How to Skip the April 15 Tax Rush

Tax Planning Stocksy_txp3d00b84ewKK000_Small_328938

This past week I finally crossed off an item that has been on my to do list for the last few weeks – filing our federal and state taxes. You’d think that someone who writes about personal finance would file their taxes sooner, but like most of you, life tends to distract me from submitting them as soon as I’d like.

Besides our second child arriving,  being self-employed, I also had to knock out a few assignments during my maternity leave. Juggling the new routine has been harder than I imagined (so thankful grandmothers came to help us!) so I haven’t had much time to sit down get it done.

Stop Procrastinating and Knock Out Your Taxes

The best solution I’ve found when dealing with our taxes is to tackle it step by step. It helps me avoid putting it off until the last minute.

Set Up a Deadline

Taxes are due April 15, but you can do yourself a huge favor by picking an earlier deadline. It’ll give you a buffer so you don’t have to hurry through the paperwork and stress over missing a tax deduction or tax credit you deserve.

I decided I wanted to get it done before the end of this month because I felt that once I was back to working on my new regular schedule it would be easier for me to set it aside and forget about it.

Tackle Your Taxes Bit By Bit

The idea of getting taxes done can be intimidating and overwhelming for many people. If that’s you, go ahead and try to break things up so you only have to work on it for no more than 20 minutes at a time.

As our financial and tax documents came in through the mail, I collected them into a folder. Once everything was in I then logged into my TurboTax account and entered information in a section or two, pulling out the necessary paperwork.   Before I finished the session I made sure I saved my work.  TurboTax makes it easy to prepare your taxes since it ask you simple questions and does all the calculations.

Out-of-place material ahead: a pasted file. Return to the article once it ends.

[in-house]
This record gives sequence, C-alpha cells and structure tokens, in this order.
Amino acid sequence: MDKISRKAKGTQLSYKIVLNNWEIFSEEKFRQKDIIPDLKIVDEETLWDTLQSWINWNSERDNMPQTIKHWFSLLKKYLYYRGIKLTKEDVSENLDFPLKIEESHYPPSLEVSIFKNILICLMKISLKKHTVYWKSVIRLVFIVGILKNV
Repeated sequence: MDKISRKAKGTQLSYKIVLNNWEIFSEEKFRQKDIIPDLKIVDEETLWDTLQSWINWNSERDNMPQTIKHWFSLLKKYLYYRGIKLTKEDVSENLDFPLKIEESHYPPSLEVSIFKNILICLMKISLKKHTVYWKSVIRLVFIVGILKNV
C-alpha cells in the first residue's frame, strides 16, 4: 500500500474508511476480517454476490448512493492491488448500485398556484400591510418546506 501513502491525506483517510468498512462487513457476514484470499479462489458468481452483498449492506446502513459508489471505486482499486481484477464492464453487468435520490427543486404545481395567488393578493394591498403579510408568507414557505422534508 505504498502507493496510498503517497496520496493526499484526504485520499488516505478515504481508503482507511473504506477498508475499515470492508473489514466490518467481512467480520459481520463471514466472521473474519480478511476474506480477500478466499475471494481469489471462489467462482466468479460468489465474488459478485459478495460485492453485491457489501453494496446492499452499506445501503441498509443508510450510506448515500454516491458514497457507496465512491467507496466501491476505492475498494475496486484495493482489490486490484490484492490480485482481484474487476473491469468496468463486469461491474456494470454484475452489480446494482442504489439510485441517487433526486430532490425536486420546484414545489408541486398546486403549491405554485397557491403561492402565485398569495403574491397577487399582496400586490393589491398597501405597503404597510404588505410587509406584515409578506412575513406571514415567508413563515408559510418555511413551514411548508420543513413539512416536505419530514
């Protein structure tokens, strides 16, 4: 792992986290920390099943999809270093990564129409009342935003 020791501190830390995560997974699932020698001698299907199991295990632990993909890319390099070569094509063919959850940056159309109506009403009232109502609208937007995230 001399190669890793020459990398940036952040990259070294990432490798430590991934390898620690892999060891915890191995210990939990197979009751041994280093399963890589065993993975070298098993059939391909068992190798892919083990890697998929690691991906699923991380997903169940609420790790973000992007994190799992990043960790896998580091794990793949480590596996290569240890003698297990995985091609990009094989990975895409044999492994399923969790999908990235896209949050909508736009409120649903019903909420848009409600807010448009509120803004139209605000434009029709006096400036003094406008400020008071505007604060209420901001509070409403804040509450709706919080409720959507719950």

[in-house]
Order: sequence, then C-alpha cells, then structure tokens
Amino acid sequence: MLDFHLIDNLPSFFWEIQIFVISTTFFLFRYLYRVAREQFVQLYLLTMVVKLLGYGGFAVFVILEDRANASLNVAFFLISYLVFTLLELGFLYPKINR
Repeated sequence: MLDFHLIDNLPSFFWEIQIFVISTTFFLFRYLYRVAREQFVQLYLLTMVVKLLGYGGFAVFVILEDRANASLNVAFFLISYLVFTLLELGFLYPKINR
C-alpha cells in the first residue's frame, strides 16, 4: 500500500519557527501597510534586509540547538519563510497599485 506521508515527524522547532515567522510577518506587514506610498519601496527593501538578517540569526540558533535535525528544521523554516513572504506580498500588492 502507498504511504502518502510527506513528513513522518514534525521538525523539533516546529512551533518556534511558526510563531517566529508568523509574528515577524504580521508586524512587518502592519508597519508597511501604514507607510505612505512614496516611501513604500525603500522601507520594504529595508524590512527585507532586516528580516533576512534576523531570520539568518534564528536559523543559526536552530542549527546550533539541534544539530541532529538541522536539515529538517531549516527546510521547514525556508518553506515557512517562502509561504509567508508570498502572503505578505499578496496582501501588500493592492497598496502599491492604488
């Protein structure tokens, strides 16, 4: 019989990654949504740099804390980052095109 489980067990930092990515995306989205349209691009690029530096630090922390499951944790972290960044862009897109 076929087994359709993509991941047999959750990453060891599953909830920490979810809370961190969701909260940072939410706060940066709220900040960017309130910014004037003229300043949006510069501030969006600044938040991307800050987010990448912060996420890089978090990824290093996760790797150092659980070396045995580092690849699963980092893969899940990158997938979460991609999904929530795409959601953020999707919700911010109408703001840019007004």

Review and Submit

Give yourself some peace of mind by giving your filing another check before you send it in. It should only take a few extra minutes of your time. That’s what I did with our taxes.

As I completed each section, I reviewed my tax documents to make sure everything was entered correctly and then submitted our taxes online. Our federal and state filing were accepted quickly. Now all we have to do is wait and see the status of our tax refund.

Thoughts on Getting Taxes Done

I’m curious to see where everyone is at with their own taxes. How many of you have already filed your taxes? How many of you are planning on submitting them soon?

Comments (5) Leave your comment

  1. Around here, we are like the mechanics who drive cars that are nearly d.o.a.: 1) file an extension; 2) prepare everyone else’s taxes; 3) just in time to meet the extended deadline, finish and file ours!

    We thought every tax professional worked that way!

  2. as an expert, you should be warning people about the down side to doing taxes early. A perfect example is the 800,000 people that received an incorrect form 1095-A from the federal government involving the health insurance subsidy. By normal rules, now they have to amend (pretty much redo) their taxes because they did them early. Other financial forms are routinely corrected also, although they may not involve these same people.

    1. Hi Tom,
      Thank you. For many the benefit of doing taxes early out ways the bad. The biggest reason so they can receive their refund. I have talked to many people and they said for them they would rather receive a refund instead of the money in their paycheck because they would spend it. Also, those who received corrected 1095-C’s do not have to redo their entire return. TurboTax has created express amend that makes it really easy.

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